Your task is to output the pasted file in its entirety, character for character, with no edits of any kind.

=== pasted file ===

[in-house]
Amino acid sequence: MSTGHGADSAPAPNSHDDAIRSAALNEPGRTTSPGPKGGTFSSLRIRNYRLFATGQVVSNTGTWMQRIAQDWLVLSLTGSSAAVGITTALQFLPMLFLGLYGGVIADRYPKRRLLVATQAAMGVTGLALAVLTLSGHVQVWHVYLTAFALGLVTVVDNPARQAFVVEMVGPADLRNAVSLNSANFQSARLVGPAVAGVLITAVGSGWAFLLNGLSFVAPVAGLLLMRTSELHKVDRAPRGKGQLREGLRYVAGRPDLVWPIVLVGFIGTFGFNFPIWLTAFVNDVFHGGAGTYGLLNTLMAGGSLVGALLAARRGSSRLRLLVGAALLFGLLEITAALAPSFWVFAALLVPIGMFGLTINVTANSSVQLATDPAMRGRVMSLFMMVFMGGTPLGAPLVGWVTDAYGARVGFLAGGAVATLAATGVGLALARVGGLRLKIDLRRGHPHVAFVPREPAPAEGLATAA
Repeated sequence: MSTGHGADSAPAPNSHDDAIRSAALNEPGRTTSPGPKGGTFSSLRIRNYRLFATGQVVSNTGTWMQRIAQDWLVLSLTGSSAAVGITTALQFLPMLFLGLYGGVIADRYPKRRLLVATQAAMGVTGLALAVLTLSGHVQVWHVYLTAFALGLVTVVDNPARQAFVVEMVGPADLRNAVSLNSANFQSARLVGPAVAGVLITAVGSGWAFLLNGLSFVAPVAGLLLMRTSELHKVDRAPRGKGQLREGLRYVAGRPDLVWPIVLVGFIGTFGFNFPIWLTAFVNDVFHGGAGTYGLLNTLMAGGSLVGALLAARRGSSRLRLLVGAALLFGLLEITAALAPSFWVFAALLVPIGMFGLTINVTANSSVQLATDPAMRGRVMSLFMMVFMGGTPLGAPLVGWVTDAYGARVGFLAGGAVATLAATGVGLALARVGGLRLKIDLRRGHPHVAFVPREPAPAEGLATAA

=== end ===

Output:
[in-house]
Amino acid sequence: MSTGHGADSAPAPNSHDDAIRSAALNEPGRTTSPGPKGGTFSSLRIRNYRLFATGQVVSNTGTWMQRIAQDWLVLSLTGSSAAVGITTALQFLPMLFLGLYGGVIADRYPKRRLLVATQAAMGVTGLALAVLTLSGHVQVWHVYLTAFALGLVTVVDNPARQAFVVEMVGPADLRNAVSLNSANFQSARLVGPAVAGVLITAVGSGWAFLLNGLSFVAPVAGLLLMRTSELHKVDRAPRGKGQLREGLRYVAGRPDLVWPIVLVGFIGTFGFNFPIWLTAFVNDVFHGGAGTYGLLNTLMAGGSLVGALLAARRGSSRLRLLVGAALLFGLLEITAALAPSFWVFAALLVPIGMFGLTINVTANSSVQLATDPAMRGRVMSLFMMVFMGGTPLGAPLVGWVTDAYGARVGFLAGGAVATLAATGVGLALARVGGLRLKIDLRRGHPHVAFVPREPAPAEGLATAA
Repeated sequence: MSTGHGADSAPAPNSHDDAIRSAALNEPGRTTSPGPKGGTFSSLRIRNYRLFATGQVVSNTGTWMQRIAQDWLVLSLTGSSAAVGITTALQFLPMLFLGLYGGVIADRYPKRRLLVATQAAMGVTGLALAVLTLSGHVQVWHVYLTAFALGLVTVVDNPARQAFVVEMVGPADLRNAVSLNSANFQSARLVGPAVAGVLITAVGSGWAFLLNGLSFVAPVAGLLLMRTSELHKVDRAPRGKGQLREGLRYVAGRPDLVWPIVLVGFIGTFGFNFPIWLTAFVNDVFHGGAGTYGLLNTLMAGGSLVGALLAARRGSSRLRLLVGAALLFGLLEITAALAPSFWVFAALLVPIGMFGLTINVTANSSVQLATDPAMRGRVMSLFMMVFMGGTPLGAPLVGWVTDAYGARVGFLAGGAVATLAATGVGLALARVGGLRLKIDLRRGHPHVAFVPREPAPAEGLATAA